Saying that this film is “one of the greatest horror films of all time” is a hyperbole that frankly I’m sick of hearing. It’s not one of the greatest and it should stop being billed as that.
I don’t walk out of movies. It’s rare. I can probably count on one hand how many times I’ve up and left a movie while it’s playing.
Luckily, this movie started rolling credits by the time I got out the door which justified my assumption.
This movie falls in line with my number one problem with horror movies, not knowing how to end the third act. If I may put on my nerd glasses real quick…
You see, films are broken down in a 3 act structure… alright alright before I get too full of myself, the point is that Hereditary had a strong first and second act, then it got F’N weird. And not the good Pee-Wee’s Playhouse weird, but like your uncle coming over during Thanksgiving dinner and caressing your inner thigh weird. Yeah. YEAH.
I mean if you’re into that, seek help first of all. But I was just so infuriated with how off the wall it got in the end that I flipped a table and said out loud in the theater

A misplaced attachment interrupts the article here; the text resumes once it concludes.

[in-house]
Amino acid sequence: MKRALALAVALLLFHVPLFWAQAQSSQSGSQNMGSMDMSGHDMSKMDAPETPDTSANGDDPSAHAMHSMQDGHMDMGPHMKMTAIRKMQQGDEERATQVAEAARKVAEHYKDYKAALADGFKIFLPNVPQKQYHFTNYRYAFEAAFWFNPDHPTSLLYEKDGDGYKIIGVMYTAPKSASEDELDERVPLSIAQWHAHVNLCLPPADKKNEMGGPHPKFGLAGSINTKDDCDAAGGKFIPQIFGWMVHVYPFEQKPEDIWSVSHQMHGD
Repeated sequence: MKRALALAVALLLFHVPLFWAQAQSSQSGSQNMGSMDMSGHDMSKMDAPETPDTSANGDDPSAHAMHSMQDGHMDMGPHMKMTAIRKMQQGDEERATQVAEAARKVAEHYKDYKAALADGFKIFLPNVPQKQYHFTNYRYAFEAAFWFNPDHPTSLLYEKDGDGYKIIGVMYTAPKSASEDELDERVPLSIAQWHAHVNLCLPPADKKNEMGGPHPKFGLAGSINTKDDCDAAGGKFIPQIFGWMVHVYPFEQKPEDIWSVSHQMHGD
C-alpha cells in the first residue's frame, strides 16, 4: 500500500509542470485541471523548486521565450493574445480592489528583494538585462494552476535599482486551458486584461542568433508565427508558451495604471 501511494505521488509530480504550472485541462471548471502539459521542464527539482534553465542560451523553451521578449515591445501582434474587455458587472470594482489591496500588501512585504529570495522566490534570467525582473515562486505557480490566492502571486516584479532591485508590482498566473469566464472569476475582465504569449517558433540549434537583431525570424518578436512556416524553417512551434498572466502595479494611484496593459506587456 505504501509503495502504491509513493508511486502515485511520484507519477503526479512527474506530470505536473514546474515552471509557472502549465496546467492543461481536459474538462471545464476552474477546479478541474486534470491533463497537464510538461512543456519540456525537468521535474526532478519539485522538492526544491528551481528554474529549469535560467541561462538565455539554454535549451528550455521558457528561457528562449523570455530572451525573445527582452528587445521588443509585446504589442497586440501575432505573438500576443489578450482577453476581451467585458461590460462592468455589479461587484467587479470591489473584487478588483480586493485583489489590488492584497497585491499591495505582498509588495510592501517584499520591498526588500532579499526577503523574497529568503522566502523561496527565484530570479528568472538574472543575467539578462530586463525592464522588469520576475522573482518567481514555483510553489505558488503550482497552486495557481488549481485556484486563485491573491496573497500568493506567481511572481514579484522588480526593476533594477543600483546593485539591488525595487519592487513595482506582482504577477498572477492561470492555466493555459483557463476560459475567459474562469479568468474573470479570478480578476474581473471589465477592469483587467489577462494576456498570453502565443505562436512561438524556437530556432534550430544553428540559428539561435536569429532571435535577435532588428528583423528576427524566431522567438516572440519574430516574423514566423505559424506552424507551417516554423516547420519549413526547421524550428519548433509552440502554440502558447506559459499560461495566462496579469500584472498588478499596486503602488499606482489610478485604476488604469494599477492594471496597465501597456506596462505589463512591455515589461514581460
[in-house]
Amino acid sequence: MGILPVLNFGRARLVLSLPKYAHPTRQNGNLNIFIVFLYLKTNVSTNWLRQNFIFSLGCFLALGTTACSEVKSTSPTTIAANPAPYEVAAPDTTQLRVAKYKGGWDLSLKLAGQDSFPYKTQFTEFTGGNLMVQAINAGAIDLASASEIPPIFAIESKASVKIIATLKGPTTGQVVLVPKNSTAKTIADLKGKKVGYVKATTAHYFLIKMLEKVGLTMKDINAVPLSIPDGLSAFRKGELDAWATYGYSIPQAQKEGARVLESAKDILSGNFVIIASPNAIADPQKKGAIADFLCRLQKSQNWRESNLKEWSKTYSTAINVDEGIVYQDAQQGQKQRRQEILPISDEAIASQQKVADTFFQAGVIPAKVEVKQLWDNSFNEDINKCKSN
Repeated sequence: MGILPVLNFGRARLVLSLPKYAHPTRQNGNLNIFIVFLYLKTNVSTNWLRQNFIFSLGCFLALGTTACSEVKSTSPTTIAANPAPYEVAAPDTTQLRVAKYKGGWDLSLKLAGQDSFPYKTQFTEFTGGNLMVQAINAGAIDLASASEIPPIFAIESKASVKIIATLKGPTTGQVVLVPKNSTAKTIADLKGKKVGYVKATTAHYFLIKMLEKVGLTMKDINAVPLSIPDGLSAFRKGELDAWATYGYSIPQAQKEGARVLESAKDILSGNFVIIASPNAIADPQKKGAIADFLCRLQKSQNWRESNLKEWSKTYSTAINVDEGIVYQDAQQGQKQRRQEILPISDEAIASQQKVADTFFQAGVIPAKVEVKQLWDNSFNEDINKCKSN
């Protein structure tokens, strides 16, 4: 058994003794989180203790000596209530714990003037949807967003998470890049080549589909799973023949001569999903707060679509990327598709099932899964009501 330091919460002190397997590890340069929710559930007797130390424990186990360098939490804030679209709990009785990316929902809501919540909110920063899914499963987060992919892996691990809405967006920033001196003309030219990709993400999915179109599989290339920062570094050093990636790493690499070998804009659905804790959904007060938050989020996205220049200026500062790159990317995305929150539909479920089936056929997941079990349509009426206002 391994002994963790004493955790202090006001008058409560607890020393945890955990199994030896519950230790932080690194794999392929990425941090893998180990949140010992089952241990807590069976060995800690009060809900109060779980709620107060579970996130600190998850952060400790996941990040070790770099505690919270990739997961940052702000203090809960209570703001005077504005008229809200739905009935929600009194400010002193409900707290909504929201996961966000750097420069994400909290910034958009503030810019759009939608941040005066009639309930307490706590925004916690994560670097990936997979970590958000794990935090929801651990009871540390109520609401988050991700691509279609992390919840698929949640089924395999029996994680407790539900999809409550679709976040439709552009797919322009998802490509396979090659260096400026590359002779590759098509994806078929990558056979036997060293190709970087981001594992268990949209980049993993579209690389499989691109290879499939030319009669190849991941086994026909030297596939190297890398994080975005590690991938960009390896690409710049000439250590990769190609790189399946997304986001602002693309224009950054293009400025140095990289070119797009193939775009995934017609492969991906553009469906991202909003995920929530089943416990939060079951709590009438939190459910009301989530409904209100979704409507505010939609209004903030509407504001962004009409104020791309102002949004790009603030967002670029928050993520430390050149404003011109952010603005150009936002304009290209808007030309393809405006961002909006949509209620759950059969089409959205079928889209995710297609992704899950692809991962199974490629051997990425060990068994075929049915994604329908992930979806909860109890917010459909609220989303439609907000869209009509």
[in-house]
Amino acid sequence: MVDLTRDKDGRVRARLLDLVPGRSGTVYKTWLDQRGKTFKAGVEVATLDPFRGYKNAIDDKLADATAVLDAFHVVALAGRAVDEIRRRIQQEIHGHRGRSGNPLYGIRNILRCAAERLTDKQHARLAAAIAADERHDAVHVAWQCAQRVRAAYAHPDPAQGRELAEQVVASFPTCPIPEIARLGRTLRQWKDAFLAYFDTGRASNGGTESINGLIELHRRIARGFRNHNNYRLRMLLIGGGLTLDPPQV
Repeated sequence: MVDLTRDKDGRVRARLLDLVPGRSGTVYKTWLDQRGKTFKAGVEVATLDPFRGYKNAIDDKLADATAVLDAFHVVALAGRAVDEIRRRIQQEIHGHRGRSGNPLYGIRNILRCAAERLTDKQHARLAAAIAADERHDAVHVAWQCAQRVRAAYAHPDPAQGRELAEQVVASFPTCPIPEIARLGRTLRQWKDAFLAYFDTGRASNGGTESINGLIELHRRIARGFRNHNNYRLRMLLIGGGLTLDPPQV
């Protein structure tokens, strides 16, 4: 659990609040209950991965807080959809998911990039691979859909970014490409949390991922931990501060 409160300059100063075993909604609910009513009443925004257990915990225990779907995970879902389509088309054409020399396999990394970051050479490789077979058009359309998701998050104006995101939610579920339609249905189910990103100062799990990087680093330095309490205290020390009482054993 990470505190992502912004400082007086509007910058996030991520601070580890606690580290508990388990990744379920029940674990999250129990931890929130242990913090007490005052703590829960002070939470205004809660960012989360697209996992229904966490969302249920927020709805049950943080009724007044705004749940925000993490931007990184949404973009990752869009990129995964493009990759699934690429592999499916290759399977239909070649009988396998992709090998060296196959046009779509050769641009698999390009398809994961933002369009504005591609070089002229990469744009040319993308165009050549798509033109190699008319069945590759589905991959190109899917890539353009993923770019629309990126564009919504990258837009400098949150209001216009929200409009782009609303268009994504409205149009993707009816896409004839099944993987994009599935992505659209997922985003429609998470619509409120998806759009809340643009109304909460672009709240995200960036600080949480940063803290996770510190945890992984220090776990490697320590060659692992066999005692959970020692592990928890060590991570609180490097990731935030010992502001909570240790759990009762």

What in the high hell was the point of the movie? I’ll never know because I don’t plan on ever sitting through it again. And neither should you.
2) The Grudge
American remakes are such a perplexing thing to me. Why does something foreign need to be adapted to American audiences? In that homogenization, you lose a lot of what makes the original so great. Granted, there are cases where language and cultural barriers don’t necessarily translate well, but I generally just don’t “get” them.
This was a very weird hybrid of the original and an “American” spin on it. If you haven’t seen Ju-On, do yourself a favor and watch that instead of this. I mention that because The Grudge was a carbon copy of the Japanese film with some white people thrown in and watered down scares. Instead of funding or producing its own lore, Sony Pictures decided to hire the same director of Ju-On to direct the American version, therefore making almost the same film twice.